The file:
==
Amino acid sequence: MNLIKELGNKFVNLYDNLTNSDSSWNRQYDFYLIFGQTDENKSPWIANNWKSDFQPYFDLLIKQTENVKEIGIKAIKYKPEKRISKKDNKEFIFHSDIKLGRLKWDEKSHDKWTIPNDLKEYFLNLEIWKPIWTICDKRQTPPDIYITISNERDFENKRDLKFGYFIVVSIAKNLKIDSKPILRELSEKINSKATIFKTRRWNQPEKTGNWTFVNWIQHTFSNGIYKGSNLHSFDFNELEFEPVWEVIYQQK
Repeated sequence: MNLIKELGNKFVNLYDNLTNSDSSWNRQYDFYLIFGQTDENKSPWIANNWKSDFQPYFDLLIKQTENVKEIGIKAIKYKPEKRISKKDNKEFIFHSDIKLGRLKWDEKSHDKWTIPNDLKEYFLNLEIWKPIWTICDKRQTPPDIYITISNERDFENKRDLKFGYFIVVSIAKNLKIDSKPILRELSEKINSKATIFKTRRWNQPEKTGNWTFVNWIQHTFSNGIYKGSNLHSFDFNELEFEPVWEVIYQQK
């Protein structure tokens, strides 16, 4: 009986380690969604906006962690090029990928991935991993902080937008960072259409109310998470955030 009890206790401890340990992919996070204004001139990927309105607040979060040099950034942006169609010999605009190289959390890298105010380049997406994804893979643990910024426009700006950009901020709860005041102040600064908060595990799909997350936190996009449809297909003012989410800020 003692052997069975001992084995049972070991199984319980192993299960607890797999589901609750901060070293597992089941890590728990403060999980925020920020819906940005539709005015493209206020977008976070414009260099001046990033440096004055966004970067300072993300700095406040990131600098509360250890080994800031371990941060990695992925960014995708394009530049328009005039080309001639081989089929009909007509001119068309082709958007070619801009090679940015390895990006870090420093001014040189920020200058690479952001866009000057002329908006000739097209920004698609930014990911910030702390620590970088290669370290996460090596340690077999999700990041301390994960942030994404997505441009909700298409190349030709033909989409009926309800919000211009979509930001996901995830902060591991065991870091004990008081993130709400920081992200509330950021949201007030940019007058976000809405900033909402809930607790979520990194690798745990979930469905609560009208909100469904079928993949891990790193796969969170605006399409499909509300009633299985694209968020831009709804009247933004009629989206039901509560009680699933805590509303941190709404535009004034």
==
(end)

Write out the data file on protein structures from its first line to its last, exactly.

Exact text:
Amino acid sequence: MNLIKELGNKFVNLYDNLTNSDSSWNRQYDFYLIFGQTDENKSPWIANNWKSDFQPYFDLLIKQTENVKEIGIKAIKYKPEKRISKKDNKEFIFHSDIKLGRLKWDEKSHDKWTIPNDLKEYFLNLEIWKPIWTICDKRQTPPDIYITISNERDFENKRDLKFGYFIVVSIAKNLKIDSKPILRELSEKINSKATIFKTRRWNQPEKTGNWTFVNWIQHTFSNGIYKGSNLHSFDFNELEFEPVWEVIYQQK
Repeated sequence: MNLIKELGNKFVNLYDNLTNSDSSWNRQYDFYLIFGQTDENKSPWIANNWKSDFQPYFDLLIKQTENVKEIGIKAIKYKPEKRISKKDNKEFIFHSDIKLGRLKWDEKSHDKWTIPNDLKEYFLNLEIWKPIWTICDKRQTPPDIYITISNERDFENKRDLKFGYFIVVSIAKNLKIDSKPILRELSEKINSKATIFKTRRWNQPEKTGNWTFVNWIQHTFSNGIYKGSNLHSFDFNELEFEPVWEVIYQQK
């Protein structure tokens, strides 16, 4: 009986380690969604906006962690090029990928991935991993902080937008960072259409109310998470955030 009890206790401890340990992919996070204004001139990927309105607040979060040099950034942006169609010999605009190289959390890298105010380049997406994804893979643990910024426009700006950009901020709860005041102040600064908060595990799909997350936190996009449809297909003012989410800020 003692052997069975001992084995049972070991199984319980192993299960607890797999589901609750901060070293597992089941890590728990403060999980925020920020819906940005539709005015493209206020977008976070414009260099001046990033440096004055966004970067300072993300700095406040990131600098509360250890080994800031371990941060990695992925960014995708394009530049328009005039080309001639081989089929009909007509001119068309082709958007070619801009090679940015390895990006870090420093001014040189920020200058690479952001866009000057002329908006000739097209920004698609930014990911910030702390620590970088290669370290996460090596340690077999999700990041301390994960942030994404997505441009909700298409190349030709033909989409009926309800919000211009979509930001996901995830902060591991065991870091004990008081993130709400920081992200509330950021949201007030940019007058976000809405900033909402809930607790979520990194690798745990979930469905609560009208909100469904079928993949891990790193796969969170605006399409499909509300009633299985694209968020831009709804009247933004009629989206039901509560009680699933805590509303941190709404535009004034």